The President's Daughter
The President’s Daughter begins fairly well, then does the old head-hopping thing at the oddest of times, spends more time on the heroine and her mother than the heroine and the hero, then falls apart almost completely with the revelation of the killer. This book was pretty much a C read until I got to the end, when it dropped an entire grade.
Thirty years ago, a beautiful young socialite named Blythe Pierce had an affair with the then-president, Graham Hayward. She had his child. Then, she was run down in the street, murdered. The killer was never caught, the car never found. Police reports went missing. Witnesses never came forward. The press never got wind of it. Even Blythe’s politically powerful father couldn’t turn up anything. Gosh. Wonder who has that kind of clout?
Unbeknownst to Dina McDermott, her real parents were the lovely Blythe and the now-deceased former president. Dina has been raised by Jude McDermott, Blythe’s closest friend. Dina is a happy woman, content with her life and her career as a landscape architect. Though Dina is stunningly beautiful, she is single. Men do not hound her. We’re talking world-class beautiful, and a dead-ringer for her real mother, yet Dina spends her Saturday nights at home. Though thirty years have passed, Jude has never told Dina the truth, but now all those chickens are about to come home to roost.
Simon Keller is a writer. He has been hired by a former presidential associate to write a book about President Hayward because Hayward’s son is about to run for the oval office himself. Hayward’s platform was based on high moral standards, honesty, and truth. The younger Hayward still holds his father in high esteem and plans to use his father’s two-terms in office as an example, for there was not one hint of scandal while Graham Hayward was president. Of course, the news that the “highly moral” senior Hayward did not love his wife, had an affair with another woman, had a child, and planned to leave his wife, son (Gray), and daughter (Sarah) for the other woman might put a dent in the junior Hayward’s plans.
This book was labeled Romantic Suspense (it’s right there on the spine), yet the heroine and hero don’t meet at all until the middle of the story. Once they do meet, and Simon finds Dina enormously attractive, it takes another fourth of the book for him to get around to kissing her. A few chapters after that, they hold hands. They do eventually have a brief, two paragraph love scene, but those handful of elements do not add up to a romance novel in any way. It’s not that I needed or wanted a hot love story here, but in a romantic suspense, at least half of the book should be devoted to the romance, and here, it was practically an afterthought. As a romance, it failed completely.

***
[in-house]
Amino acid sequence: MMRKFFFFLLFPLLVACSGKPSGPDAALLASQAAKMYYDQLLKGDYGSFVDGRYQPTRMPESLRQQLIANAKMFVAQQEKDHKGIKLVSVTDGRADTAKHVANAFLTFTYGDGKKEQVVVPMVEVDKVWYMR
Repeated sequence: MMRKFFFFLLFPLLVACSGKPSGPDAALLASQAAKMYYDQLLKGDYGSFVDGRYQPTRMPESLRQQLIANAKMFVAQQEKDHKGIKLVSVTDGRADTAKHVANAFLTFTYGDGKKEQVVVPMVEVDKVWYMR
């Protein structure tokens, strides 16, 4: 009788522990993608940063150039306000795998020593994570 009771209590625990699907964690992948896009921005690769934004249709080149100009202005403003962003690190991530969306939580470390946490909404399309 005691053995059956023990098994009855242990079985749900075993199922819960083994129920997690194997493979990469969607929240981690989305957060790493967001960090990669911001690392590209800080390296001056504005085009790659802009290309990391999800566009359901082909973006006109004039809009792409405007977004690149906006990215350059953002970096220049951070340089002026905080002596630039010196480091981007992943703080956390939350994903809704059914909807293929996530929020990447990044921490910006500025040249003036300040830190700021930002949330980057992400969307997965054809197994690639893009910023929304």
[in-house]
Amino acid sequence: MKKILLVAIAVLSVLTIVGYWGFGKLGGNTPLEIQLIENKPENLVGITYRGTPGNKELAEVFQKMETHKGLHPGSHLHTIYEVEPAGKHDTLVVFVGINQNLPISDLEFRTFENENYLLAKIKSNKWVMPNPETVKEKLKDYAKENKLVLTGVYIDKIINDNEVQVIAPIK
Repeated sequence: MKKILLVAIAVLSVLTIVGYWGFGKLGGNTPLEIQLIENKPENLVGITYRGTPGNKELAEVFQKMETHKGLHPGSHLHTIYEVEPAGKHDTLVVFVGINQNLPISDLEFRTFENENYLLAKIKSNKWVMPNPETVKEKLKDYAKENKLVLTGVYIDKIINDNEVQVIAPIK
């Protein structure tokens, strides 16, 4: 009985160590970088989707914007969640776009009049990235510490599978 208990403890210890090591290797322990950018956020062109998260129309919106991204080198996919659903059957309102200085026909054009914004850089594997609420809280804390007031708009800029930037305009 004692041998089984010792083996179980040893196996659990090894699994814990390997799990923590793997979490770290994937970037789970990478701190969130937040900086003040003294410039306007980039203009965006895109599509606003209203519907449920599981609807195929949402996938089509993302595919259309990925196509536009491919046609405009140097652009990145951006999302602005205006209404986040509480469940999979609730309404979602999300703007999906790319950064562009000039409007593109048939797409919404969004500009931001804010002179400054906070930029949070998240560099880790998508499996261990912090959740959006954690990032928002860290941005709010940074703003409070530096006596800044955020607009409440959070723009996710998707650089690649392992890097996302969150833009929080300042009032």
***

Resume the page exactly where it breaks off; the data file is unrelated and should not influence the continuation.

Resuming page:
Now for the suspense. Well, I wasn’t exactly panting and turning pages here. The pace is slow, and the dialogue pretty bland. There is no sharp humor or wit anywhere. The story unfolds with no surprises. Even after the killer is revealed, the book went on for another thirty pages just to describe and tidy up. By that point, all the interesting stuff had happened and I wondered why this book was still going on. Also, the author has set things up in such a way that there are simply not enough logical suspects. I guessed who the killer was instantly. I can’t tell you how or why, because that would constitute spoilers, but one of the reasons this book ended up being graded a D is because of who the killer turns out to be. In addition, the author has a character with very important information keep it to himself simply because he felt it was not important – information which led directly to the killer. It’s probably the first thing this character should had thought about and revealed. A very poor tactic.
The President’s Daughter didn’t do it for me. Although Simon is a nice hero and Dina a capable heroine, their romance was vague-to-nonexistant and the suspense lacked any element of surprise. And while the supporting characters are decent folk, there is a lot of illogical behavior going on throughout the story. I don’t think I’ll be reading Stewart again.